“Deliberate obstinacy” on the part of the government to address climate change “could be equated to violations of the human rights of its citizens.”
This was stressed by the Commission on Human Rights (CHR) on Friday, May 6, as it released its report on National Inquiry on Climate Change (NICC).
The report detailed the duties and responsibilities of the government and private businesses in addressing climate change and protecting the environment.
“The findings and recommendations in the report are informed by science and governance experts, and may be considered by political and executive branches of government, as well as by courts,” the CHR said.
It said “the report intends to help identify and elaborate on basic rights and duties relative to climate change, as well as to amplify standards for corporate behavior.”
The report was released at the CHR’s central office in Diliman, Quezon City. Former CHR Commissioner Roberto Eugenio Cadiz released the report as focal commissioner handling the NICC.
Cadiz stressed that climate change is a human rights issue and the government has “the duty to address the issue.”
In its 161-page report, the CHR recommended that the Philippine government should commit to the United Nations Guiding Principles (UNGP) and formulate a national action plan on business and human rights.
The commitment, it said, will ensure that business enterprises, in the conduct of activities, do not violate the fundamental freedom of individuals and communities.
In the report, the CHR also recommended that the government declare a climate and environmental alert.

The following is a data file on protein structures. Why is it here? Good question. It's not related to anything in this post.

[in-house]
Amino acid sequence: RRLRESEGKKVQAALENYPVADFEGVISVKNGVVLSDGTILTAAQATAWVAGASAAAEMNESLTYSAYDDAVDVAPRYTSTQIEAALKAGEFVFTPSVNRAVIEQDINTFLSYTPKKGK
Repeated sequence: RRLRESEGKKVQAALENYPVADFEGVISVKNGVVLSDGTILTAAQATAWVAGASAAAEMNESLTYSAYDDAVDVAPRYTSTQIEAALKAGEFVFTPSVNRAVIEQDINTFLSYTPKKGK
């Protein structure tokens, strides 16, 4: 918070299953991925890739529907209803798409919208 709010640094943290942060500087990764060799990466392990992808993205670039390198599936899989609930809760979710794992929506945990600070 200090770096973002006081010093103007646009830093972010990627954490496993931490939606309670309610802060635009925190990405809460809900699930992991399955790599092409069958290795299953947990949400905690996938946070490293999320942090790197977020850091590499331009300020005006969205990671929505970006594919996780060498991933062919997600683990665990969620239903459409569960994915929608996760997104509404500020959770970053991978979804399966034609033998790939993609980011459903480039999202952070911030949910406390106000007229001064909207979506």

“The government must recognize the need for urgent measures to address the impacts of climate change. There must be acknowledgment that anthropogenic climate change, if left unmitigated, can lead to global extinction,” it said.
It also recommended the adoption of the Asian Development Bank (ADB)-Sustainable Transport Initiative to reduce greenhouse gas (GHG) emissions from the transport sector.
“This includes policies that will discourage unnecessary travel, create more energy efficient routes, modernize railways and the public transport system, and improve vehicle energy efficiency through better inspection and enforcement,” the CHR said.
To have an effective adaptation of climate action, the CHR stressed that there must be a proper framework policy mandating the sharing, reporting, and verification of climate data from scientists, meteorologists, and researchers from the government and private sector.
The framework policy will lead to better infrastructure development, coastal planning, climate risk reduction, and forest management, it pointed out.